Not all wireless 9-1-1 calls provide location information. Cell phones do not always direct you to the proper agency. If this happens, remain patient and wait for the calltaker to transfer you. To get help quickly, please be ready to answer these questions:
Where is the emergency?
Know your location. Cell phones cannot give your exact location. Use highway name, direction of travel, mile markers, intersection, landmarks, etc.
What number are you calling from?
Always give your area code and wireless phone number.
What exactly has happened?
Clearly describe what has taken place:
- What is on fire?
- Is the person conscious and breathing? Is the person visibly injured?
- Type and number of vehicles involved?
- If reporting a crime, vehicle and suspect descriptions are important.
Call 9-1-1 only if an immediate response by Police/Fire/Rescue/EMS is required.
Refrain from programming your phone to automatically dial 9-1-1 when one button is pressed.
If your wireless phone came with a preprogrammed, auto dial 9-1-1, disable it.
Lock your keypad when your phone is not in use, to avoid accidental 9-1-1 calls.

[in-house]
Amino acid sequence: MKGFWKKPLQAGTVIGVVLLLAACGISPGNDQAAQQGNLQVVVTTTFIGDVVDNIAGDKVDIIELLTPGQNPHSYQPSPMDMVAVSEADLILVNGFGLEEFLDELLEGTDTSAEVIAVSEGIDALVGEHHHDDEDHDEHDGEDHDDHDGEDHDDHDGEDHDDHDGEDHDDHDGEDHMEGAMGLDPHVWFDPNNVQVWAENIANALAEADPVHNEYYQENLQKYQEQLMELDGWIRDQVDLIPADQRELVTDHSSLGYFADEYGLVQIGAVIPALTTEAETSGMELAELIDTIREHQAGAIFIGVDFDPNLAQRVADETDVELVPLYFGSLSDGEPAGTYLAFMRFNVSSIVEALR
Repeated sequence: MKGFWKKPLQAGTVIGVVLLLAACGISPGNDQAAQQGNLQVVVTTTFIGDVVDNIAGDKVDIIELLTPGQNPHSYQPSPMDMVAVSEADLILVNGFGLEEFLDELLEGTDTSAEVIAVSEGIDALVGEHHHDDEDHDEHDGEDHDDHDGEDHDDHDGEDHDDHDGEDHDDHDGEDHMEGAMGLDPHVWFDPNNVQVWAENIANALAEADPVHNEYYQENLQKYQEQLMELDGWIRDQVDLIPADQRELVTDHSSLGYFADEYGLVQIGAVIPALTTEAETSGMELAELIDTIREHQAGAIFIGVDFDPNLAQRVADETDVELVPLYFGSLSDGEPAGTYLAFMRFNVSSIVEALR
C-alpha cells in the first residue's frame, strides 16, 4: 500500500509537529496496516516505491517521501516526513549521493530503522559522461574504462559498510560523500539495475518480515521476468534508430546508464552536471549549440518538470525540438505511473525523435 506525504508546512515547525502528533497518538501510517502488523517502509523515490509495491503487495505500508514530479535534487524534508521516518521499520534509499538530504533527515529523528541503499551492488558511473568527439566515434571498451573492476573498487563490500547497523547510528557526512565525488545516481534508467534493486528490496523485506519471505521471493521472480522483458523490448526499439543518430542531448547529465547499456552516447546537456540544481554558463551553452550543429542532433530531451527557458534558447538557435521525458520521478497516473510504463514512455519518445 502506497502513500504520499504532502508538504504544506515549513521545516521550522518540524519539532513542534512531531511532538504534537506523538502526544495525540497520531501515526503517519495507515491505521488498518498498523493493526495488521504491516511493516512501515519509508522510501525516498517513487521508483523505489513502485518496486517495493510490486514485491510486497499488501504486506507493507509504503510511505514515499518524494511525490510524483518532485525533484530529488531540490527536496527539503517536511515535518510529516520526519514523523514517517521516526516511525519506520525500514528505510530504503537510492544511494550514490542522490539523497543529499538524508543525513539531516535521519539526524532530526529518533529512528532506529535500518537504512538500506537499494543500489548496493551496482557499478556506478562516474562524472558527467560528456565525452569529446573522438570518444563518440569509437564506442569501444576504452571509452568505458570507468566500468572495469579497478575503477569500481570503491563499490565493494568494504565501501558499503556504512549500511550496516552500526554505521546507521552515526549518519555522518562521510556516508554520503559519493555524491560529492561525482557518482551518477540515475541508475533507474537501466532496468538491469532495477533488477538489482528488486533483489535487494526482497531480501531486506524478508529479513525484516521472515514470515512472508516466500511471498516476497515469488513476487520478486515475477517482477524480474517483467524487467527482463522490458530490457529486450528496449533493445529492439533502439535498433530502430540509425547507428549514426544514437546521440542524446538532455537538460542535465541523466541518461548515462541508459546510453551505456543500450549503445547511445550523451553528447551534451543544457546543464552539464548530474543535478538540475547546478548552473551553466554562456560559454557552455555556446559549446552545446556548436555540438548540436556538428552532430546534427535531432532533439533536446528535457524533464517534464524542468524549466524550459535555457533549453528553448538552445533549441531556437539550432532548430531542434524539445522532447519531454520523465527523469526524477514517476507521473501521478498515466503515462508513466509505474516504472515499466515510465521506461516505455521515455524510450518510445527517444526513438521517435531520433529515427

Voice over Internet Protocol telephone service, or VoIP, may look and appear to work like a phone, but it connects to the Internet, not a telephone line.
Here are several critical factors to consider regarding the impact of this technology on your emergency call to 9-1-1:
- Does your VoIP phone service provide 9-1-1 access?
- Check your service provider's website for emergency calling features. Find out if it automatically displays your address at the 9-1-1 center if you should need to call. If they are silent on the issue, then it is likely that 9-1-1 is NOT provided.
- When calling for emergency help, give your location and call back phone number. Many VoIP services do not provide this information.
- Call back if you get disconnected.
- If the power is out, your VoIP service may also be out.
- If you travel with your VoIP adapter, your phone may not work for making 9-1-1 calls. Call from another phone.